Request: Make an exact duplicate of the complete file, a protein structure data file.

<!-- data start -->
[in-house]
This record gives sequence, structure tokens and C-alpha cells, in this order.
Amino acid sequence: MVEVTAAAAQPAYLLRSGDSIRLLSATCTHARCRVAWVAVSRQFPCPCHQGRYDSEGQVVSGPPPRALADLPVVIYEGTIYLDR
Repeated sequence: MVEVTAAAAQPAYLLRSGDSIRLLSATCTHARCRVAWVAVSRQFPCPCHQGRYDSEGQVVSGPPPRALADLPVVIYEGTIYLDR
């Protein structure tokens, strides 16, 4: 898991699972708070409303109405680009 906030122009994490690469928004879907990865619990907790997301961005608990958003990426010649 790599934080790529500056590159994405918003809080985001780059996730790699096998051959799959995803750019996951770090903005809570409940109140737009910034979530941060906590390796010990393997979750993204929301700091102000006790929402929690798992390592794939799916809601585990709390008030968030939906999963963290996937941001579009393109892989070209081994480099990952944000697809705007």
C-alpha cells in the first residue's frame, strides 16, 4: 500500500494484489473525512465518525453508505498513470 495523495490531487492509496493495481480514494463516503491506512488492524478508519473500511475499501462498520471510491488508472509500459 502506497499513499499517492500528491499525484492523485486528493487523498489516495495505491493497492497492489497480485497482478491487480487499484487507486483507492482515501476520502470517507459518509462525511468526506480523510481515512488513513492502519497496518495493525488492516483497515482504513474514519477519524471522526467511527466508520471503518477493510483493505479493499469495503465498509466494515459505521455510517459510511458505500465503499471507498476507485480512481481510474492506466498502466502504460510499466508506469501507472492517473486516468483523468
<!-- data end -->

[in-house]
This record gives sequence, structure tokens and C-alpha cells, in this order.
Amino acid sequence: MVEVTAAAAQPAYLLRSGDSIRLLSATCTHARCRVAWVAVSRQFPCPCHQGRYDSEGQVVSGPPPRALADLPVVIYEGTIYLDR
Repeated sequence: MVEVTAAAAQPAYLLRSGDSIRLLSATCTHARCRVAWVAVSRQFPCPCHQGRYDSEGQVVSGPPPRALADLPVVIYEGTIYLDR
């Protein structure tokens, strides 16, 4: 898991699972708070409303109405680009 906030122009994490690469928004879907990865619990907790997301961005608990958003990426010649 790599934080790529500056590159994405918003809080985001780059996730790699096998051959799959995803750019996951770090903005809570409940109140737009910034979530941060906590390796010990393997979750993204929301700091102000006790929402929690798992390592794939799916809601585990709390008030968030939906999963963290996937941001579009393109892989070209081994480099990952944000697809705007």
C-alpha cells in the first residue's frame, strides 16, 4: 500500500494484489473525512465518525453508505498513470 495523495490531487492509496493495481480514494463516503491506512488492524478508519473500511475499501462498520471510491488508472509500459 502506497499513499499517492500528491499525484492523485486528493487523498489516495495505491493497492497492489497480485497482478491487480487499484487507486483507492482515501476520502470517507459518509462525511468526506480523510481515512488513513492502519497496518495493525488492516483497515482504513474514519477519524471522526467511527466508520471503518477493510483493505479493499469495503465498509466494515459505521455510517459510511458505500465503499471507498476507485480512481481510474492506466498502466502504460510499466508506469501507472492517473486516468483523468